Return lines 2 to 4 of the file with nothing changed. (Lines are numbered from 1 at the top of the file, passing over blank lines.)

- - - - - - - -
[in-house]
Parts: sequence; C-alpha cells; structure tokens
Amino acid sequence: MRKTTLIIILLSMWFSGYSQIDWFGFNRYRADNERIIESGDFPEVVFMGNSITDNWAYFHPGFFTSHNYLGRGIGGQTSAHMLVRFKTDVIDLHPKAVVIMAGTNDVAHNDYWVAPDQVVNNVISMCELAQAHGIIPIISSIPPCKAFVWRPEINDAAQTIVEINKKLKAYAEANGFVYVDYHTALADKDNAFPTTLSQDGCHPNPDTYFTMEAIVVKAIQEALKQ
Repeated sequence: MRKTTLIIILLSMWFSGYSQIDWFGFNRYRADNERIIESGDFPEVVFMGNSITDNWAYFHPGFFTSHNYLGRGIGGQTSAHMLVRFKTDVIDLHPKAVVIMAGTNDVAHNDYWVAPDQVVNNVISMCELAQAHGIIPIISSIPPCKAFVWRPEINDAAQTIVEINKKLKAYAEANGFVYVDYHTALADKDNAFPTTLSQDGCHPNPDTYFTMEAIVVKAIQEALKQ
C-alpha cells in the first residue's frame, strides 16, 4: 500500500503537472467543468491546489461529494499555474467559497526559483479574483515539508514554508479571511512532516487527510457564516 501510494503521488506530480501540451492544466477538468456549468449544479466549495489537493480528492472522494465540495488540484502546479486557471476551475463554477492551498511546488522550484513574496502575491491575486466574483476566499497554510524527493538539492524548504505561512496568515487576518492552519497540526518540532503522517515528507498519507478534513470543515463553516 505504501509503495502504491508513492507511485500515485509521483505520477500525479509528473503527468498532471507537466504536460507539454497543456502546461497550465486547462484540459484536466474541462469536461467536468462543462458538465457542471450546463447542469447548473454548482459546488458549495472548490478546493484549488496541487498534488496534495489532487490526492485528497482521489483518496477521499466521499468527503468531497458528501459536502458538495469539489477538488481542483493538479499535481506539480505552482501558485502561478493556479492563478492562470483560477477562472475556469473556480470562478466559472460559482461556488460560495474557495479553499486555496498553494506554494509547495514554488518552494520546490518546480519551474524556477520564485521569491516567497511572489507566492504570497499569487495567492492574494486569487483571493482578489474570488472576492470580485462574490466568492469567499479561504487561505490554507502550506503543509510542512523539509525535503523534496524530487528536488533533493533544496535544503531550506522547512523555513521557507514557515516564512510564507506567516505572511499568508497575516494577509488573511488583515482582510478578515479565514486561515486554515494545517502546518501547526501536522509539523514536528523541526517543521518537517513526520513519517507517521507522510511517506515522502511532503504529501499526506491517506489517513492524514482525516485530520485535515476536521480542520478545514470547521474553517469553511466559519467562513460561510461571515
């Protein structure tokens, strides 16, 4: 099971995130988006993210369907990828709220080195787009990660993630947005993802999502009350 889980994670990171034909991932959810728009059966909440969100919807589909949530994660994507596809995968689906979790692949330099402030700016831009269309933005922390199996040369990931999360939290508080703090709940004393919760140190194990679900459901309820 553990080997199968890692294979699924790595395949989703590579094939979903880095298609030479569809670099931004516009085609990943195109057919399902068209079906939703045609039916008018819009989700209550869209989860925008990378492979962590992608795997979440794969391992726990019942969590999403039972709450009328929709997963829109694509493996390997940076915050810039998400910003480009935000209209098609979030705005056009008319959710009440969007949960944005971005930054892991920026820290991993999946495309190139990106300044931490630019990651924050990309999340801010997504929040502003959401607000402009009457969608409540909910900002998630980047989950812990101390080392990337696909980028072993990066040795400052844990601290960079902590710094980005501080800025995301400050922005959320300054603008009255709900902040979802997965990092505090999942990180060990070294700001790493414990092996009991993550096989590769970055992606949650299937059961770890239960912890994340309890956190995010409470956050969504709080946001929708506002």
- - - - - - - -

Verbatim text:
Parts: sequence; C-alpha cells; structure tokens
Amino acid sequence: MRKTTLIIILLSMWFSGYSQIDWFGFNRYRADNERIIESGDFPEVVFMGNSITDNWAYFHPGFFTSHNYLGRGIGGQTSAHMLVRFKTDVIDLHPKAVVIMAGTNDVAHNDYWVAPDQVVNNVISMCELAQAHGIIPIISSIPPCKAFVWRPEINDAAQTIVEINKKLKAYAEANGFVYVDYHTALADKDNAFPTTLSQDGCHPNPDTYFTMEAIVVKAIQEALKQ
Repeated sequence: MRKTTLIIILLSMWFSGYSQIDWFGFNRYRADNERIIESGDFPEVVFMGNSITDNWAYFHPGFFTSHNYLGRGIGGQTSAHMLVRFKTDVIDLHPKAVVIMAGTNDVAHNDYWVAPDQVVNNVISMCELAQAHGIIPIISSIPPCKAFVWRPEINDAAQTIVEINKKLKAYAEANGFVYVDYHTALADKDNAFPTTLSQDGCHPNPDTYFTMEAIVVKAIQEALKQ